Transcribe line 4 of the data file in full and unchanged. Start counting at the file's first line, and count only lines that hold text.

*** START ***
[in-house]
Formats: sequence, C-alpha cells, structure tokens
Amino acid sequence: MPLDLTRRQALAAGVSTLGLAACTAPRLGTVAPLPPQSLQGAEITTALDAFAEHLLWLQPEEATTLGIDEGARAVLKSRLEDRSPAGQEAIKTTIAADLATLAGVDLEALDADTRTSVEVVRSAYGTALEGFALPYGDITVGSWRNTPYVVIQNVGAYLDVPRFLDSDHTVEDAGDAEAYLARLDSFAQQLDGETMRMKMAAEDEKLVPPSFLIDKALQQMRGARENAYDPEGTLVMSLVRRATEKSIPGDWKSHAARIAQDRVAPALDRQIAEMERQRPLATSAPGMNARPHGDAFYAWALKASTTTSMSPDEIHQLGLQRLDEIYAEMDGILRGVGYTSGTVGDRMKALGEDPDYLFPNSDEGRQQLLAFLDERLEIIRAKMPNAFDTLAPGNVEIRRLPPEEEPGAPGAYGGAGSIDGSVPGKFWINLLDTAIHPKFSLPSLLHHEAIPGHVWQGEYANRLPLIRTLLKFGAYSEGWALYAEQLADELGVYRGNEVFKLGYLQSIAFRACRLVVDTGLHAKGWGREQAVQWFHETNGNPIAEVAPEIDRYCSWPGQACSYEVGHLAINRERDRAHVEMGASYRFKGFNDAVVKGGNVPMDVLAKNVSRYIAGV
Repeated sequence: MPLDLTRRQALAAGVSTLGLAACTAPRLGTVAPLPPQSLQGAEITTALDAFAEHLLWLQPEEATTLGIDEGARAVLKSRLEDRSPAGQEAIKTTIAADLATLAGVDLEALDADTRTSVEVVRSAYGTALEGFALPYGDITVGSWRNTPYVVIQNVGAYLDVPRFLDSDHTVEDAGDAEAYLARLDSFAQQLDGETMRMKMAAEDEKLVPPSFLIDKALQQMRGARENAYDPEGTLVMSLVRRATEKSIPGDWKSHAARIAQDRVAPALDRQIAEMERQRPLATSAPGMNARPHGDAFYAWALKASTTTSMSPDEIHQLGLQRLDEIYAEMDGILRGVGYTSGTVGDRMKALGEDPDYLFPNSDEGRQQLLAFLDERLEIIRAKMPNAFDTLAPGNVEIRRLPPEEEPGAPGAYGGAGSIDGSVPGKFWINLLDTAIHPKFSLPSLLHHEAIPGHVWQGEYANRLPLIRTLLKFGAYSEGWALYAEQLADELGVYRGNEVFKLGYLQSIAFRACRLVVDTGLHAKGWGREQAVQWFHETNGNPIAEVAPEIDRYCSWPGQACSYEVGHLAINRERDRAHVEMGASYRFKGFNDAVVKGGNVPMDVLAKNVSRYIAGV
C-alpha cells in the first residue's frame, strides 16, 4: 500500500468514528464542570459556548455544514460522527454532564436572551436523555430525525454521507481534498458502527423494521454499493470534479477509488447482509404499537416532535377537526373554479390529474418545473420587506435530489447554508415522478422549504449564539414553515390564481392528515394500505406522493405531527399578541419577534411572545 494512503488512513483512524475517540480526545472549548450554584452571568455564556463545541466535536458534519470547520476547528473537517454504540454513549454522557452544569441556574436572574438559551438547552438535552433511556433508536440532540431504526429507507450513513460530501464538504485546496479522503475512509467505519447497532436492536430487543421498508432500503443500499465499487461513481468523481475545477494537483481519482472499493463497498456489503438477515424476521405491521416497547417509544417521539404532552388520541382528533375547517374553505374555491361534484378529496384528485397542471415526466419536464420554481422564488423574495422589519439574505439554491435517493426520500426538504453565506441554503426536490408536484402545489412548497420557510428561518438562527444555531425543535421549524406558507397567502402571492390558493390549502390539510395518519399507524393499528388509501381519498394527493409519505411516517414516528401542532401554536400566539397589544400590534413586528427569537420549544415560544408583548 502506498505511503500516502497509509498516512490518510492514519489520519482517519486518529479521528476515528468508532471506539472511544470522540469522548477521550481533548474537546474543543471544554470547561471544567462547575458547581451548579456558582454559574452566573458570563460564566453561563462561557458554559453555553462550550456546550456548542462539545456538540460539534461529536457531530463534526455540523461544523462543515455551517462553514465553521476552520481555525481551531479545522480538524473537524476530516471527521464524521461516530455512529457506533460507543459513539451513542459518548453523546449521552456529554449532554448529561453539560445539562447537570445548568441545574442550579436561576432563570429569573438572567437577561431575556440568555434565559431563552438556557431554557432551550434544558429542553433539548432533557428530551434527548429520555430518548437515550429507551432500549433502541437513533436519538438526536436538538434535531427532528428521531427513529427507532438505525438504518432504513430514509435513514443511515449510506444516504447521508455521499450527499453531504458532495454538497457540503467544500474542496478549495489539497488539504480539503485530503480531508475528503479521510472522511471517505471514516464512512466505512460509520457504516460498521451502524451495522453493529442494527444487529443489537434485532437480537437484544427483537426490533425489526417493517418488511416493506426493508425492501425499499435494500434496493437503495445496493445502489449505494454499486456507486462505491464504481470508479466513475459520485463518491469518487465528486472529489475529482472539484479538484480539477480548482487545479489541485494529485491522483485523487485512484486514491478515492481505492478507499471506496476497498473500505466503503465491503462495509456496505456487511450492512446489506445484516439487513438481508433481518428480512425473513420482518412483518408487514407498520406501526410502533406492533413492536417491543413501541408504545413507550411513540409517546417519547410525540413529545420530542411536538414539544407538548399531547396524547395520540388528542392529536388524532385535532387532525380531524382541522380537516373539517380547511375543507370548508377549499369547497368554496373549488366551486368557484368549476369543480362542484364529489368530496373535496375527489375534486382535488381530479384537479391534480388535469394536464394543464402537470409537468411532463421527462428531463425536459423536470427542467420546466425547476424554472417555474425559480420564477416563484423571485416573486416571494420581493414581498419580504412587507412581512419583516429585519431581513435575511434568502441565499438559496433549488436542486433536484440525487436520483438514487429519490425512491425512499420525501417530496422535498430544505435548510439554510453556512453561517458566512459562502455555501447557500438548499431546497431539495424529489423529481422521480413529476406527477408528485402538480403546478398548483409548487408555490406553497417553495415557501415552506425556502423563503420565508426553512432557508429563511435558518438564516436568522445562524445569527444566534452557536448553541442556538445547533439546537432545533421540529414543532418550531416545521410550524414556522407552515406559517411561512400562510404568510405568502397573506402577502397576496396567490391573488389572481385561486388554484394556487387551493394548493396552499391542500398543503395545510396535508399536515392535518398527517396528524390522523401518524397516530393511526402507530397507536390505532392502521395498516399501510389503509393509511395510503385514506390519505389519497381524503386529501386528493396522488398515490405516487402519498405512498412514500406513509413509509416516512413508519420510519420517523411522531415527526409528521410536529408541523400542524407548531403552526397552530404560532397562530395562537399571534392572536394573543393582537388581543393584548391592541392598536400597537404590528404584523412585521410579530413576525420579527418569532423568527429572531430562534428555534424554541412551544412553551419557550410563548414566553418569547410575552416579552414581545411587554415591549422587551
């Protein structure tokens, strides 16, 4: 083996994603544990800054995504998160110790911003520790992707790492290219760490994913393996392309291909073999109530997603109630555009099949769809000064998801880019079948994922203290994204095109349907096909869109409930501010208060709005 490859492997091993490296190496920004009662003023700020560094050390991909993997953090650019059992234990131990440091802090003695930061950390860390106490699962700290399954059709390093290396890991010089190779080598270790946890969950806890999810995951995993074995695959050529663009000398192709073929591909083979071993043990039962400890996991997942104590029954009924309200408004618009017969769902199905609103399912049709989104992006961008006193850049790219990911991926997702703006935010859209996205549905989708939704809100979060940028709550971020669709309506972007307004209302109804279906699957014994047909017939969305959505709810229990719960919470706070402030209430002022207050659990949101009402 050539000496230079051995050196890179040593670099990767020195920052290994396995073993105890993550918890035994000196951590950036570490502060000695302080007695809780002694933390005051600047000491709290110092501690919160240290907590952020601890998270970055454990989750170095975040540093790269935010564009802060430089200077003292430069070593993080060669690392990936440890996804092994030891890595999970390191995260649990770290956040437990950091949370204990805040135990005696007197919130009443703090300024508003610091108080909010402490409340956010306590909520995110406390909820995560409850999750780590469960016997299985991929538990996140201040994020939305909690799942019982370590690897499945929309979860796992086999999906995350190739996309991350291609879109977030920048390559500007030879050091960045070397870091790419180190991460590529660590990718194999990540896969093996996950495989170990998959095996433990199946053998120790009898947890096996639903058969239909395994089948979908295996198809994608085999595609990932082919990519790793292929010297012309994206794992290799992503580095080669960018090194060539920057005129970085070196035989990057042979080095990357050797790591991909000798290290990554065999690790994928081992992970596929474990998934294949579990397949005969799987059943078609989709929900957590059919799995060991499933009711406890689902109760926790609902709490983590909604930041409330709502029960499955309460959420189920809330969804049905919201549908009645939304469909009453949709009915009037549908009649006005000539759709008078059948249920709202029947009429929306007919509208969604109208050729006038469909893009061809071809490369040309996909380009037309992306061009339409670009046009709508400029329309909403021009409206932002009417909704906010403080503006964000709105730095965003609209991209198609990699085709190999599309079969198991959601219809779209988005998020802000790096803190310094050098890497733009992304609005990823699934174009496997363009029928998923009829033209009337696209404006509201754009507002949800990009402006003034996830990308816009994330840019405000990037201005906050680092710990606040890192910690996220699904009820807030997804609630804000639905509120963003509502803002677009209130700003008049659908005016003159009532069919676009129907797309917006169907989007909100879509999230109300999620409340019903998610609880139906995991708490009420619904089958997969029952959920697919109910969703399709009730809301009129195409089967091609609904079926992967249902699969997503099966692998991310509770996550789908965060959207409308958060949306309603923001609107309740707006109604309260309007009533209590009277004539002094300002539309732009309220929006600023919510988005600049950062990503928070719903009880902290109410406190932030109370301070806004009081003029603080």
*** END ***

Repeated sequence: MPLDLTRRQALAAGVSTLGLAACTAPRLGTVAPLPPQSLQGAEITTALDAFAEHLLWLQPEEATTLGIDEGARAVLKSRLEDRSPAGQEAIKTTIAADLATLAGVDLEALDADTRTSVEVVRSAYGTALEGFALPYGDITVGSWRNTPYVVIQNVGAYLDVPRFLDSDHTVEDAGDAEAYLARLDSFAQQLDGETMRMKMAAEDEKLVPPSFLIDKALQQMRGARENAYDPEGTLVMSLVRRATEKSIPGDWKSHAARIAQDRVAPALDRQIAEMERQRPLATSAPGMNARPHGDAFYAWALKASTTTSMSPDEIHQLGLQRLDEIYAEMDGILRGVGYTSGTVGDRMKALGEDPDYLFPNSDEGRQQLLAFLDERLEIIRAKMPNAFDTLAPGNVEIRRLPPEEEPGAPGAYGGAGSIDGSVPGKFWINLLDTAIHPKFSLPSLLHHEAIPGHVWQGEYANRLPLIRTLLKFGAYSEGWALYAEQLADELGVYRGNEVFKLGYLQSIAFRACRLVVDTGLHAKGWGREQAVQWFHETNGNPIAEVAPEIDRYCSWPGQACSYEVGHLAINRERDRAHVEMGASYRFKGFNDAVVKGGNVPMDVLAKNVSRYIAGV